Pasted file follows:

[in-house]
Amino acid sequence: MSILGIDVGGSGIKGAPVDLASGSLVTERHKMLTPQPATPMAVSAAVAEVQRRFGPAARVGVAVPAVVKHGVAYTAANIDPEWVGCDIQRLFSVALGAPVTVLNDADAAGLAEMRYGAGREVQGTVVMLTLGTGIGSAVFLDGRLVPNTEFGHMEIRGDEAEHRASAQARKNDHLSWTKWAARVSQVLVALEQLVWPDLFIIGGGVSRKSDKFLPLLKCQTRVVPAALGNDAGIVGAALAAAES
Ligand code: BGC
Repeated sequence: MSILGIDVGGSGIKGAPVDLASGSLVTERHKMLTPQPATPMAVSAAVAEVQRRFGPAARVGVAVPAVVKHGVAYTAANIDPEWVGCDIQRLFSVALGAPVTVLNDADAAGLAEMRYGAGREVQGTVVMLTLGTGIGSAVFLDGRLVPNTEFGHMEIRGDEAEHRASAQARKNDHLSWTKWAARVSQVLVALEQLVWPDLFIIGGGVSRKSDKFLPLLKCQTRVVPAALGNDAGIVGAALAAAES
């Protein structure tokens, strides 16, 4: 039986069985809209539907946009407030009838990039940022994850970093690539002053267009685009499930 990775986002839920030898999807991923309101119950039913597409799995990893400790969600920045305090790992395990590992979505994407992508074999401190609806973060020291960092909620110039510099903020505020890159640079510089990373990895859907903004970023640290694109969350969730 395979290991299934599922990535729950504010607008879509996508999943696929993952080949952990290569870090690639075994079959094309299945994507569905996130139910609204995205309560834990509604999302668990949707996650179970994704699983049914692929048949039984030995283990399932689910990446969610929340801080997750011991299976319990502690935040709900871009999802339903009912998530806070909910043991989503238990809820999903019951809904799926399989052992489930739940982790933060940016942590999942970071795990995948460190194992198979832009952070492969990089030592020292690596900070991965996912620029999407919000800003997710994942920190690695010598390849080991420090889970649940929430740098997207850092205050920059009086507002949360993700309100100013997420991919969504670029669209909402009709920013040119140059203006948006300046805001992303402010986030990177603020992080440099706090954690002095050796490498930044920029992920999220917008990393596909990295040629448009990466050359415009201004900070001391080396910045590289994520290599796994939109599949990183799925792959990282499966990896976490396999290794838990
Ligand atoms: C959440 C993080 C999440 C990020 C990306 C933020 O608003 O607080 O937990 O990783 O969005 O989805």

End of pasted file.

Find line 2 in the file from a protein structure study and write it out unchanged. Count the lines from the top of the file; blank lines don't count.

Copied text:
Amino acid sequence: MSILGIDVGGSGIKGAPVDLASGSLVTERHKMLTPQPATPMAVSAAVAEVQRRFGPAARVGVAVPAVVKHGVAYTAANIDPEWVGCDIQRLFSVALGAPVTVLNDADAAGLAEMRYGAGREVQGTVVMLTLGTGIGSAVFLDGRLVPNTEFGHMEIRGDEAEHRASAQARKNDHLSWTKWAARVSQVLVALEQLVWPDLFIIGGGVSRKSDKFLPLLKCQTRVVPAALGNDAGIVGAALAAAES